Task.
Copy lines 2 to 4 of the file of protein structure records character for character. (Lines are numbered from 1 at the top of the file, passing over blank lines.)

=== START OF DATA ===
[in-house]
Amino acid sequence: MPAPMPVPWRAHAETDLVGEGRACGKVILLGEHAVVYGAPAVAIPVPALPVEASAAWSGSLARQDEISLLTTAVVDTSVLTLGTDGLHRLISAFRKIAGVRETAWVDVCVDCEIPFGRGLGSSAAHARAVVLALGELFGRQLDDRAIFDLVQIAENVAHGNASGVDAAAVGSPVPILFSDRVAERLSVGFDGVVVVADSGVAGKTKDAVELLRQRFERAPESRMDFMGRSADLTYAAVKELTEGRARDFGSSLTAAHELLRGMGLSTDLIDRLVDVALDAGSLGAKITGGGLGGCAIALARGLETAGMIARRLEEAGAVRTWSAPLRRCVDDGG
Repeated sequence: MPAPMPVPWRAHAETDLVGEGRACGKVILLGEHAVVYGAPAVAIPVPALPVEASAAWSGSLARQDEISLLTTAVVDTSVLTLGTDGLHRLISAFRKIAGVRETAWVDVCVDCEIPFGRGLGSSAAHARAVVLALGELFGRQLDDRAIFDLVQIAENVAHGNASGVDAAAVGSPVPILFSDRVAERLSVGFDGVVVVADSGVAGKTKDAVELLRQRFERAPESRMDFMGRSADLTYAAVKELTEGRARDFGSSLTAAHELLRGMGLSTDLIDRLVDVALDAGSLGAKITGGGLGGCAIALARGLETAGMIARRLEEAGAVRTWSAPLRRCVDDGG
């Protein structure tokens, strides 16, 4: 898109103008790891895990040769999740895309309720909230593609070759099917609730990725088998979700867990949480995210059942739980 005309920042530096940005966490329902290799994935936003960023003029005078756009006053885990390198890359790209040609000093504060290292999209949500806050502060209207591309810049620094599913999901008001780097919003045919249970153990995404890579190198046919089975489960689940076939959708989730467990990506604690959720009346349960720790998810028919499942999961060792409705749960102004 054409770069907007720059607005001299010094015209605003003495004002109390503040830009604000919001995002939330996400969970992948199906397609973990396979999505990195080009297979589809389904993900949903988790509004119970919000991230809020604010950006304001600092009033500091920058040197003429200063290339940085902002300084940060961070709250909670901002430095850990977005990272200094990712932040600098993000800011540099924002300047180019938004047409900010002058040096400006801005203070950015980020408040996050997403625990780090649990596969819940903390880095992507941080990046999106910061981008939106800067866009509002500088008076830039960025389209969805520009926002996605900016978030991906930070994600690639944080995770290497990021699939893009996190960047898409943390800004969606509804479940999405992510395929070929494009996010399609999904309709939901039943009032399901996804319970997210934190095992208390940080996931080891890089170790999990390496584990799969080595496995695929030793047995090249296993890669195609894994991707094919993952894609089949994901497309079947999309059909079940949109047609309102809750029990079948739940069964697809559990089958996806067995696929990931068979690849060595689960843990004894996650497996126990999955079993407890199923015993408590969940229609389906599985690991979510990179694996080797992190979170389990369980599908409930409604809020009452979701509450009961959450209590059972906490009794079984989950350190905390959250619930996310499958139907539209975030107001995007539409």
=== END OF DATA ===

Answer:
Amino acid sequence: MPAPMPVPWRAHAETDLVGEGRACGKVILLGEHAVVYGAPAVAIPVPALPVEASAAWSGSLARQDEISLLTTAVVDTSVLTLGTDGLHRLISAFRKIAGVRETAWVDVCVDCEIPFGRGLGSSAAHARAVVLALGELFGRQLDDRAIFDLVQIAENVAHGNASGVDAAAVGSPVPILFSDRVAERLSVGFDGVVVVADSGVAGKTKDAVELLRQRFERAPESRMDFMGRSADLTYAAVKELTEGRARDFGSSLTAAHELLRGMGLSTDLIDRLVDVALDAGSLGAKITGGGLGGCAIALARGLETAGMIARRLEEAGAVRTWSAPLRRCVDDGG
Repeated sequence: MPAPMPVPWRAHAETDLVGEGRACGKVILLGEHAVVYGAPAVAIPVPALPVEASAAWSGSLARQDEISLLTTAVVDTSVLTLGTDGLHRLISAFRKIAGVRETAWVDVCVDCEIPFGRGLGSSAAHARAVVLALGELFGRQLDDRAIFDLVQIAENVAHGNASGVDAAAVGSPVPILFSDRVAERLSVGFDGVVVVADSGVAGKTKDAVELLRQRFERAPESRMDFMGRSADLTYAAVKELTEGRARDFGSSLTAAHELLRGMGLSTDLIDRLVDVALDAGSLGAKITGGGLGGCAIALARGLETAGMIARRLEEAGAVRTWSAPLRRCVDDGG
């Protein structure tokens, strides 16, 4: 898109103008790891895990040769999740895309309720909230593609070759099917609730990725088998979700867990949480995210059942739980 005309920042530096940005966490329902290799994935936003960023003029005078756009006053885990390198890359790209040609000093504060290292999209949500806050502060209207591309810049620094599913999901008001780097919003045919249970153990995404890579190198046919089975489960689940076939959708989730467990990506604690959720009346349960720790998810028919499942999961060792409705749960102004 054409770069907007720059607005001299010094015209605003003495004002109390503040830009604000919001995002939330996400969970992948199906397609973990396979999505990195080009297979589809389904993900949903988790509004119970919000991230809020604010950006304001600092009033500091920058040197003429200063290339940085902002300084940060961070709250909670901002430095850990977005990272200094990712932040600098993000800011540099924002300047180019938004047409900010002058040096400006801005203070950015980020408040996050997403625990780090649990596969819940903390880095992507941080990046999106910061981008939106800067866009509002500088008076830039960025389209969805520009926002996605900016978030991906930070994600690639944080995770290497990021699939893009996190960047898409943390800004969606509804479940999405992510395929070929494009996010399609999904309709939901039943009032399901996804319970997210934190095992208390940080996931080891890089170790999990390496584990799969080595496995695929030793047995090249296993890669195609894994991707094919993952894609089949994901497309079947999309059909079940949109047609309102809750029990079948739940069964697809559990089958996806067995696929990931068979690849060595689960843990004894996650497996126990999955079993407890199923015993408590969940229609389906599985690991979510990179694996080797992190979170389990369980599908409930409604809020009452979701509450009961959450209590059972906490009794079984989950350190905390959250619930996310499958139907539209975030107001995007539409």